We recently came across this Ted Talk on joy, and it seemed a perfect supplement to our post on happiness. It’s by Ingrid Fetell, who states in part, “Each moment of joy is small, but over time, they add up to more than the sum of their parts. … Joy isn’t some superfluous extra. It’s directly connected to our fundamental instinct for survival. On the most basic level, the drive toward joy is the drive toward life.”
Our patient-centered research report on resilience and Parkinson’s Disease focused on how the ongoing challenges of having Parkinson’s can impact your life. It defined resilience as a dynamic process whereby individuals cope with and exhibit positive behavioral adaptation to stress, challenge, and adversity. The report noted that resilience seems to be more of a personality trait and is independent of physical function in PD and does not necessarily decrease over time as the severity of the disease worsens. Going hand-in-hand with resilience is a sense of happiness. Thus, a recent article by Adam Sternberg called Read This Story and Get Happier immediately caught our attention.
Mr. Sternberg reported that the most popular class currently being offered at Yale University by Pofessor Laurie Santos is on happiness, called Psychology and the Good Life. Like resilience, happiness does take practice. The class teaches what happiness is, why are you’re not happy, and what you can do about it.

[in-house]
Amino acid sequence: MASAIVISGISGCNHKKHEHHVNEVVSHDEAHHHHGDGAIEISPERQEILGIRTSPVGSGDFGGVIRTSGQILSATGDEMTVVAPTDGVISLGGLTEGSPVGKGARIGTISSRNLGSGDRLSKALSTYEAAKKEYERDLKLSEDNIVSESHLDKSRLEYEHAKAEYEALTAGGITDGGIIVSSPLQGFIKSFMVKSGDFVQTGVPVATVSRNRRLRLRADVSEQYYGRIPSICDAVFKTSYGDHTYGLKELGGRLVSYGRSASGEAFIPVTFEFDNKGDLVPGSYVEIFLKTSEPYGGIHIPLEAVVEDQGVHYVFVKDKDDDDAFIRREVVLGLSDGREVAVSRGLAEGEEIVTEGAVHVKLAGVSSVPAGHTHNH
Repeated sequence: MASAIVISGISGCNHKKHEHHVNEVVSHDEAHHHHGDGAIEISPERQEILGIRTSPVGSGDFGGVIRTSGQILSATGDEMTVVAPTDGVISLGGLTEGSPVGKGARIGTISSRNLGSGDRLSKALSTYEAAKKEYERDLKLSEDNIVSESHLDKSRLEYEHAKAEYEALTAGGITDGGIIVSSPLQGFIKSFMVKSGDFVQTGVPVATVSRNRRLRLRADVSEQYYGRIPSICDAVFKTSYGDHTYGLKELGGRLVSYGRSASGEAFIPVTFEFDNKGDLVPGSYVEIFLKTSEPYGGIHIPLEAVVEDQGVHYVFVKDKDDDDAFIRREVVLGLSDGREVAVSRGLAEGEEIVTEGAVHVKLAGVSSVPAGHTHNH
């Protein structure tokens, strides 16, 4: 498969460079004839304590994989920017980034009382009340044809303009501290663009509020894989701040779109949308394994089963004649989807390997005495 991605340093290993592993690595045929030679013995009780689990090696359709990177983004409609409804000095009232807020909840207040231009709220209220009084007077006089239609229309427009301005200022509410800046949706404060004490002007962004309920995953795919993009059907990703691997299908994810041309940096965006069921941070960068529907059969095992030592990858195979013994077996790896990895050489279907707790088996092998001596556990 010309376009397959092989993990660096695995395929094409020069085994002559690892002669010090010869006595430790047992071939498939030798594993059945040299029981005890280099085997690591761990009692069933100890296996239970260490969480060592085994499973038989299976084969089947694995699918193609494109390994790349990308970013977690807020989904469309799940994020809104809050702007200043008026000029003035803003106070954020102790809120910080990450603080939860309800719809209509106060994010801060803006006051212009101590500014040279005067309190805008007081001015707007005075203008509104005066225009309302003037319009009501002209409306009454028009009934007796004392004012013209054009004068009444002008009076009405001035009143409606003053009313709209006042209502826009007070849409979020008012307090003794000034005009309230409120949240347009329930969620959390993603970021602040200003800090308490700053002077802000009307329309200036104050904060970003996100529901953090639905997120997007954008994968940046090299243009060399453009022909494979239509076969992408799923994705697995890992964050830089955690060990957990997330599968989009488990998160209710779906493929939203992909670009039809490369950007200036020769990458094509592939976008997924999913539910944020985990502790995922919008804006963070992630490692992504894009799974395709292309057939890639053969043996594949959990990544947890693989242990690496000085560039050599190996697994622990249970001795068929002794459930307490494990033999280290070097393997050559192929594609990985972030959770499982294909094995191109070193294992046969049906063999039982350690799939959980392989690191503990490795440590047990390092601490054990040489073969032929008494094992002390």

The takeaway is simply this: We are inclined to assume that circumstances play the biggest role in our happiness, when research suggests they play the smallest role ( … this is only true if your most basic needs are met) … we grossly underestimate the extent to which changing our behaviors, rather than our circumstances, can significantly increase our well-being.
Happiness, in the end, is a mind-set to be cultivated, not a condition to be imposed.”
Luckily for us, you no longer need to be a Yale student to benefit from Professor Santo’s class. There is now a free version of this popular class called The Science of Well-Being offered on Coursera that you can take online. The class teaches not only about the psychological research and “the annoying features of the mind that lead us to think the way we do,” but on activities that increase happiness and build better habits.
We forwarded Mr. Sternberg’s article to Dr. Jeffrey Wertheimer, our chief research consultant and also is Chief of Neuropsychology Services at Cedars-Sinai Medical Center in LA, for his opinion on it. He replied saying it’s a topic of great interest to him. He added:
I integrate some of the content into the Growing Resilience and CouragE (GRACE) curriculum I facilitate. There is definitely a trend in contemporary “l, psychology” highlighting research on happiness. U Penn is the home of Dr. Martin Seligman, one of the contemporary father figure of positive psychology and the one who coined the term Authentic Happiness (the title of one of his books).
Dr. Seligman is also the author of The Hope Circuit, which is featured on the The University of Pennsylvania’s website entitled Authentic Happinesss. This website includes a wealth of resources, including videos on topics such as happiness, gratitude, and compassion.
If you simply want to listen to some music to make you feel happier, it’s hard not to smile while watching the world’s first 24 hour music video of “Happy” by Pharrell Williams. The music video features people, alone or in groups, dancing and singing to William’s infectious song. You can view the 24 hour video here. We smiled at the two guys in tuxes in front of a Starbucks at 2:20 pm.
The above is a selection from the 24 hour video.